Predictions2020: Year ahead for Adtech by MMP’s Ayman Haydar

Ayman Haydar is CEO of MMP World Wide

Well, here we are again. Back to business. New Year, new you… Any more clichés I’m missing before we get to the main event? No? Good. Then let’s take a look at what’s in store for ad tech in the coming year. I’m the first to admit I’m no Nostradamus – anyone can stick their fi nger in the air to see which way the wind is blowing and declare a trend, even in a market as unpredictable as this.

Disruption has become a way of life, affecting every industry and forcing transformation at every level. Standing still is no longer an option. To survive today, businesses must pivot to think digitally. To thrive, this needs to be a big proportion of their overall strategies. Last year, I predicted that programmatic and associated technologies would come into their own, which by and large turned out to be the case. According to fi gures from the World Advertising Expenditure Summary, between 2018 and 2019 digital ad spend increased by 6 per cent in MENA to now account for 39.3 per cent of the total regional advertising spend. This is only going to get bigger in the coming years. But before I look ahead, let’s review my 2019 predictions to see where we sit today.

• More transactions through private marketplaces
This is on the rise – programmatic is moving from being a buzzword to become a key component of strategies.
• Putting audience data into use
The conversation surrounding data is changing, as the focus shifts from how it is collected to how it is used. Now we are starting to look at how we can bridge offline and online data effectively.
• Publishers under the spotlight
2019 was the year when publishers came into their own, taking an active role in understanding the digital ecosystem and its advantages, as well as working on upgrading their infrastructure to become more compliant and work better with the ever changing ad tech world.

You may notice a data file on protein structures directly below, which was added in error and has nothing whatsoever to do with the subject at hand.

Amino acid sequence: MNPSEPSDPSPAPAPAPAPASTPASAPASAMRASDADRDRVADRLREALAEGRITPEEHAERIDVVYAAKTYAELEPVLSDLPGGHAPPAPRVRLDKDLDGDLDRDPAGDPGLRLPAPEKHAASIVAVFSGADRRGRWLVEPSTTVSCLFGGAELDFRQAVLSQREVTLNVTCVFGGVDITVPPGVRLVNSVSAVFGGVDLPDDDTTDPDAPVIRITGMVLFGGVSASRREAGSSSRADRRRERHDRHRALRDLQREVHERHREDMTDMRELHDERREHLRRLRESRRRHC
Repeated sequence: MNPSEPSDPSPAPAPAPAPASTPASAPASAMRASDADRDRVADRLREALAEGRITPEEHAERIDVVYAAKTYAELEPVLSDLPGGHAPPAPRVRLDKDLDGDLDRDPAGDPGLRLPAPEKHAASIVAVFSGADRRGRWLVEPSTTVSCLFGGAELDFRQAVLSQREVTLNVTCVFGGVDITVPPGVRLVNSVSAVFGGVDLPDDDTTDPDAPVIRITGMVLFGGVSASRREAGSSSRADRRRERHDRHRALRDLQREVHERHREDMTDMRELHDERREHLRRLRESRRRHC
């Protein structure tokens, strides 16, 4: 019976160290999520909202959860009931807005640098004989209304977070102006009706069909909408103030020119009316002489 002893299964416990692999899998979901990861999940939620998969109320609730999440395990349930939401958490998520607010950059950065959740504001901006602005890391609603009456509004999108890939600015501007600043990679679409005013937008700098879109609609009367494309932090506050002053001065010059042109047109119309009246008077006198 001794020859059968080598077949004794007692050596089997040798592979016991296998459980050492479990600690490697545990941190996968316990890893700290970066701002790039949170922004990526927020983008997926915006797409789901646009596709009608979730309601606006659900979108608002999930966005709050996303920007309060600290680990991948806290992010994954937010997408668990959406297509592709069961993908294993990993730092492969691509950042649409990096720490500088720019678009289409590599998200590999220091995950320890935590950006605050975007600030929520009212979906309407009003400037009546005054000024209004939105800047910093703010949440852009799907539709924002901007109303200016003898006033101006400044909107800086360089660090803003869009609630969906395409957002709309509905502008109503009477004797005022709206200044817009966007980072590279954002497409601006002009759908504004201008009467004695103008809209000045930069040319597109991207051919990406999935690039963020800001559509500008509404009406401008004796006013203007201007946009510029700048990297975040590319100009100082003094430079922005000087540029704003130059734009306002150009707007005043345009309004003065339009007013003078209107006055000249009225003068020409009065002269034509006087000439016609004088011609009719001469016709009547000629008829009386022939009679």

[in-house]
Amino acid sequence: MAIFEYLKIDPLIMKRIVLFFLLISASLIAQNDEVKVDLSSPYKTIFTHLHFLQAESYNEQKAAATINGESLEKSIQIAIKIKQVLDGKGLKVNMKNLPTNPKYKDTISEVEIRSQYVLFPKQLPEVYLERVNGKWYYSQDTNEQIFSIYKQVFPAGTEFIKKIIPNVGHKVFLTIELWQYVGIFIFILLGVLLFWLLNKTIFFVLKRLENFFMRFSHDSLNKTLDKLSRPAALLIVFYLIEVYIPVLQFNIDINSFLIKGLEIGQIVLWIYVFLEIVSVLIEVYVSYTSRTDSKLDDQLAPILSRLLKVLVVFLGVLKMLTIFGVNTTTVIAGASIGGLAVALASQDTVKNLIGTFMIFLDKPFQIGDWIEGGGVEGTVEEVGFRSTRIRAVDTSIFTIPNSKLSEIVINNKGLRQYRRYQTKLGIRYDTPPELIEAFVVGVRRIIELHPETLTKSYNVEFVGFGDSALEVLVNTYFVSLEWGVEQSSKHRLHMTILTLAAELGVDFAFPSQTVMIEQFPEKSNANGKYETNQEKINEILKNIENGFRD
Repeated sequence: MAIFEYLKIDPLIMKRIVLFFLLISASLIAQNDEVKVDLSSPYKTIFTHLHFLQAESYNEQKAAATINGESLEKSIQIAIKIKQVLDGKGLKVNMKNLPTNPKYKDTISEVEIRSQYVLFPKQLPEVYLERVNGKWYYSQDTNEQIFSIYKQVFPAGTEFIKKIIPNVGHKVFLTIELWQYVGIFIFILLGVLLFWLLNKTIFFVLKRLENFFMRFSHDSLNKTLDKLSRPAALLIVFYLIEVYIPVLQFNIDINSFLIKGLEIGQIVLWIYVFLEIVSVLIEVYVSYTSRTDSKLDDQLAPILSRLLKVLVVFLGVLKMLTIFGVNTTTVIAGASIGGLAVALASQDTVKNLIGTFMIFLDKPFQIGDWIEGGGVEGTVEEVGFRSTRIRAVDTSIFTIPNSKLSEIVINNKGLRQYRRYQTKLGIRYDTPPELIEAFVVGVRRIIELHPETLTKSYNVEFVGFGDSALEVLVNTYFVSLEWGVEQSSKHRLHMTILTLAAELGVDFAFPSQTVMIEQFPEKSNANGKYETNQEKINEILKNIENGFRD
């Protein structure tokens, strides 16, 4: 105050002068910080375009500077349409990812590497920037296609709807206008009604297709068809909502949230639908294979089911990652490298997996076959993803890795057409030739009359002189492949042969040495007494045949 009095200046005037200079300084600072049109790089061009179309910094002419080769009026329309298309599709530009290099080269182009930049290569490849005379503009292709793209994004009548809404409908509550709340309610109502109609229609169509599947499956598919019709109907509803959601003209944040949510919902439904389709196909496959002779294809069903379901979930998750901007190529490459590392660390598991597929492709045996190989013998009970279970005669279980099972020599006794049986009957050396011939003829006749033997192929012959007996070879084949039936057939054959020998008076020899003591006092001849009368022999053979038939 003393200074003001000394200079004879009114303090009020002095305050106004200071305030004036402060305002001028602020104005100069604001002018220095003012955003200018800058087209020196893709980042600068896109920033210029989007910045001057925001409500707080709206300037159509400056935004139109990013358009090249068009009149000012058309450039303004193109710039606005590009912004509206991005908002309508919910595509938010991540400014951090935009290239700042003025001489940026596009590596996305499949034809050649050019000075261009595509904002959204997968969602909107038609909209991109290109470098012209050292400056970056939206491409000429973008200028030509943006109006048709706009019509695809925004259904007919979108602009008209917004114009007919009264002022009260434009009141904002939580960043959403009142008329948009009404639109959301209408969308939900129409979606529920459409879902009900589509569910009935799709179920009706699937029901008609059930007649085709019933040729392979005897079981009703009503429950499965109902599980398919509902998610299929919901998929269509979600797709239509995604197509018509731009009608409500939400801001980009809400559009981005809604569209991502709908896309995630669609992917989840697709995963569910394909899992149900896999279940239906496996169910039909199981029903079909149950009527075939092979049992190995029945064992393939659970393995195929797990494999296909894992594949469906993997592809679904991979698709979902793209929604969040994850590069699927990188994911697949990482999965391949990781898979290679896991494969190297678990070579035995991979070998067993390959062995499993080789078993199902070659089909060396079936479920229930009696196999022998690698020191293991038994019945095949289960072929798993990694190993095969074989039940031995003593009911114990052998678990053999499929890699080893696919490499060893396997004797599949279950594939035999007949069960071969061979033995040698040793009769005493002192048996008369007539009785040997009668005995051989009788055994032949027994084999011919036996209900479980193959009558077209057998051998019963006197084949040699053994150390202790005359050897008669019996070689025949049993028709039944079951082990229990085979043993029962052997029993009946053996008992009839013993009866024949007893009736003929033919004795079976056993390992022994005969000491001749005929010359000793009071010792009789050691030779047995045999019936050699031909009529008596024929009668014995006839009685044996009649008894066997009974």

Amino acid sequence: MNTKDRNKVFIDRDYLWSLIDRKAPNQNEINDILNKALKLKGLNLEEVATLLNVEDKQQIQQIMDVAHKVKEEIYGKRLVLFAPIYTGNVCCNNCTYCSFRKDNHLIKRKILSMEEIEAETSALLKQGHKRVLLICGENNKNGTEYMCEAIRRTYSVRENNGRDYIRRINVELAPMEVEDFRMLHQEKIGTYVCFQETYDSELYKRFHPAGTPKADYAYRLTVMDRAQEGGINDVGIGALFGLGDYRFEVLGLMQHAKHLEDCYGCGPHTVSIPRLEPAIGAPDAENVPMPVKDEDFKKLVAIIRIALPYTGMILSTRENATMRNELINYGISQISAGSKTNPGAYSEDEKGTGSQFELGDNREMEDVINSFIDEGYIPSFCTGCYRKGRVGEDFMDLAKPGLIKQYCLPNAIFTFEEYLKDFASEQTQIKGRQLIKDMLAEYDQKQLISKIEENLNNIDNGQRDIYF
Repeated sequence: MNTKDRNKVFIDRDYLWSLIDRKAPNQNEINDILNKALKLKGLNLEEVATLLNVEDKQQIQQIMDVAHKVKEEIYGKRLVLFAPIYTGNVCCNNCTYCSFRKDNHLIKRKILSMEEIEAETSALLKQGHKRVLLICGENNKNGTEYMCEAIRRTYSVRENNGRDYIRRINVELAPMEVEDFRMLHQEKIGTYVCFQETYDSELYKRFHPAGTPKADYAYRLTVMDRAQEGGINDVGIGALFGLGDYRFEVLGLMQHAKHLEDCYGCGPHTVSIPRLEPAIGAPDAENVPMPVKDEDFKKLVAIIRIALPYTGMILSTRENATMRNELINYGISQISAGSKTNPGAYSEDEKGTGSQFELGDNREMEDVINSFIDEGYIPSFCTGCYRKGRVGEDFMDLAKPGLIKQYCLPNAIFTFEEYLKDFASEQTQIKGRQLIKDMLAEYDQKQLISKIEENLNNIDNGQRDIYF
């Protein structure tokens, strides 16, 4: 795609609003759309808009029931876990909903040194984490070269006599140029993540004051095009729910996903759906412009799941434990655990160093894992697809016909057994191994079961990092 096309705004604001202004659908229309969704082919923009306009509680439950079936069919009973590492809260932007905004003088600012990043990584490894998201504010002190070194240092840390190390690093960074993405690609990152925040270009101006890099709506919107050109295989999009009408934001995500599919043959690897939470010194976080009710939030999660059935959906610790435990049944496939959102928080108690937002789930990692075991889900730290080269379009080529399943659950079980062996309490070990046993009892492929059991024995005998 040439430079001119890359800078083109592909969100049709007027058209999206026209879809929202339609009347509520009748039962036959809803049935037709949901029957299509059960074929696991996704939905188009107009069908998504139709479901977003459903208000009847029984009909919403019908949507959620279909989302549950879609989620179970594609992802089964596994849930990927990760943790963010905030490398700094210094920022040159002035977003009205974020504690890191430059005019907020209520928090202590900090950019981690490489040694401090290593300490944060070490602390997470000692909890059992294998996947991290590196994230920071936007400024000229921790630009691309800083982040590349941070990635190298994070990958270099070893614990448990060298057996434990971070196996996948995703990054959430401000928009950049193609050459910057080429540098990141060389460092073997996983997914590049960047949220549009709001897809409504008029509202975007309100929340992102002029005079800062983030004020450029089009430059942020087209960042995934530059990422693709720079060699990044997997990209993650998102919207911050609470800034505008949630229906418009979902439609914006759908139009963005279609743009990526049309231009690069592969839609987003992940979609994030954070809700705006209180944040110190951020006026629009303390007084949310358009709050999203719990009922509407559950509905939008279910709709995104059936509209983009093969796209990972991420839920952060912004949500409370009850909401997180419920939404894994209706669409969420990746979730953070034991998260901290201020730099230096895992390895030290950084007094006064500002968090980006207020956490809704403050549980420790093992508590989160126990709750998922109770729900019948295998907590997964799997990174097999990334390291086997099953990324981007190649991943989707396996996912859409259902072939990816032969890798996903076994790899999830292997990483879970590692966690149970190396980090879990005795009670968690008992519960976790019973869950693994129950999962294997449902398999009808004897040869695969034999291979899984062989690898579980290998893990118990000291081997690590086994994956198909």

• Talent
The division of labour is shifting between humans and algorithms, which is changing the programmatic talent pool. 133 million jobs are expected to be created by 2022, according to the World Economic Forum, in line with the ‘Fourth Industrial Age’. While we haven’t seen anything significant yet, there is a defi nite uptick in talent interested in understanding and leveraging programmatic right now.
• More in-depth education
This is still ongoing, but we’re seeing more conferences and seminars emerge to keep everyone up to date on incoming regulations and new technology.

2019 may have felt like a year dominated by social scandals in an ongoing battle for privacy and control, but in truth we have made real strides in rebuilding trust. 2017 was essentially ground zero, but as we enter this new decade it’s time to leave past mistakes behind us and take decisive action to shore up the ecosystem, putting everyone on a level playing field once more. Granted, things may not have happened as quickly as we would have liked, but things like planning and execution have improved greatly, giving us a solid base to build from in 2020 and beyond.

Here’s a video in Programmatic advertising in 2020 from Campaign’s Marcomms360 Predictions 2020 by Nader Bitar, deputy GM, MMPWW.

Here are the key talking points I believe will shape strategies in the coming 12 months:

The ‘cookie crumbling’ narrative will continue this year, strengthened by browsers cracking down on user tracking, more regulation coming into play with the California Consumer Privacy Act (CCPA) joining GDPR legislation and, regionally, further guidance from the IAB GCC. Things will still look uncertain for a time with regards to how this will affect all the different players, since the lines are too blurred to make a clean break. However, one thing is certain: private market places (PMPs) will be affected the least by this move because they use first-party rather than third-party data.

In tandem, the more valuable the word ‘data’ becomes, the more restrictions we will see, levied at those that caused the issues in the first place: the social players harvesting personal – rather than behavioural – data. In many ways, we were the collateral damage, the casualties of the ongoing data war, but as education improves and users become more aware of their digital footprint, as well as the need for a fair and open exchange of data for advertising, it’s clear that this will open up further opportunities online. We could see a completely new offering in 2020 from platforms like Facebook, which spent much of last year pivoting to privacy, unifying all its apps under one corporate umbrella and putting transparency at the heart of future growth. Last year I predicted that Facebook could end up as the middleman or broker, with user data moved to a decentralised database via blockchain. While this is unlikely to materialise just yet, it’s looking increasingly likely that this could be a viable path for the platform to take as user control comes further into the spotlight.